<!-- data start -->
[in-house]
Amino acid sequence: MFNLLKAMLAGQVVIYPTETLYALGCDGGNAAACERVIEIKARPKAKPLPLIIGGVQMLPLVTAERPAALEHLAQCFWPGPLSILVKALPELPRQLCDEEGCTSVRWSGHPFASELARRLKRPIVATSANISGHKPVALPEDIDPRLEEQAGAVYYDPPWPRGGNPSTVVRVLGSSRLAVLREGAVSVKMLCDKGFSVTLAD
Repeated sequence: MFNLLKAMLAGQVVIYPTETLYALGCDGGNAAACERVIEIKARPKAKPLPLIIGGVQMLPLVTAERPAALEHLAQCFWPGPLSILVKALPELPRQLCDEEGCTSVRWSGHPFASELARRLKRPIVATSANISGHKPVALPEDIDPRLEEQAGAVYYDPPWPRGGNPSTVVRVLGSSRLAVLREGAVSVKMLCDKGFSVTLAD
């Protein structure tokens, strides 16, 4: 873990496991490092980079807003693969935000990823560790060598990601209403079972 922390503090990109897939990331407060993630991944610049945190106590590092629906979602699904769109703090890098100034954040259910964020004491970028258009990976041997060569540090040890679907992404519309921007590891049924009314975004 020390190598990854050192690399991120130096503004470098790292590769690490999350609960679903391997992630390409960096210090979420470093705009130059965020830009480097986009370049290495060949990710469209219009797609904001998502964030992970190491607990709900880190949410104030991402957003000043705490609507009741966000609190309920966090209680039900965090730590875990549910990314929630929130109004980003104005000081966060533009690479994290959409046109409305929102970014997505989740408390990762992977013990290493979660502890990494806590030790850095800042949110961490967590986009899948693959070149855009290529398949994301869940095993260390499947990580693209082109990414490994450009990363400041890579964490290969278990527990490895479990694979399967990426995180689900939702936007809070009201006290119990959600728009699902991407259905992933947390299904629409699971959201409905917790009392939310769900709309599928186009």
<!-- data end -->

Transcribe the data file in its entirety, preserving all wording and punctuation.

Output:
[in-house]
Amino acid sequence: MFNLLKAMLAGQVVIYPTETLYALGCDGGNAAACERVIEIKARPKAKPLPLIIGGVQMLPLVTAERPAALEHLAQCFWPGPLSILVKALPELPRQLCDEEGCTSVRWSGHPFASELARRLKRPIVATSANISGHKPVALPEDIDPRLEEQAGAVYYDPPWPRGGNPSTVVRVLGSSRLAVLREGAVSVKMLCDKGFSVTLAD
Repeated sequence: MFNLLKAMLAGQVVIYPTETLYALGCDGGNAAACERVIEIKARPKAKPLPLIIGGVQMLPLVTAERPAALEHLAQCFWPGPLSILVKALPELPRQLCDEEGCTSVRWSGHPFASELARRLKRPIVATSANISGHKPVALPEDIDPRLEEQAGAVYYDPPWPRGGNPSTVVRVLGSSRLAVLREGAVSVKMLCDKGFSVTLAD
């Protein structure tokens, strides 16, 4: 873990496991490092980079807003693969935000990823560790060598990601209403079972 922390503090990109897939990331407060993630991944610049945190106590590092629906979602699904769109703090890098100034954040259910964020004491970028258009990976041997060569540090040890679907992404519309921007590891049924009314975004 020390190598990854050192690399991120130096503004470098790292590769690490999350609960679903391997992630390409960096210090979420470093705009130059965020830009480097986009370049290495060949990710469209219009797609904001998502964030992970190491607990709900880190949410104030991402957003000043705490609507009741966000609190309920966090209680039900965090730590875990549910990314929630929130109004980003104005000081966060533009690479994290959409046109409305929102970014997505989740408390990762992977013990290493979660502890990494806590030790850095800042949110961490967590986009899948693959070149855009290529398949994301869940095993260390499947990580693209082109990414490994450009990363400041890579964490290969278990527990490895479990694979399967990426995180689900939702936007809070009201006290119990959600728009699902991407259905992933947390299904629409699971959201409905917790009392939310769900709309599928186009």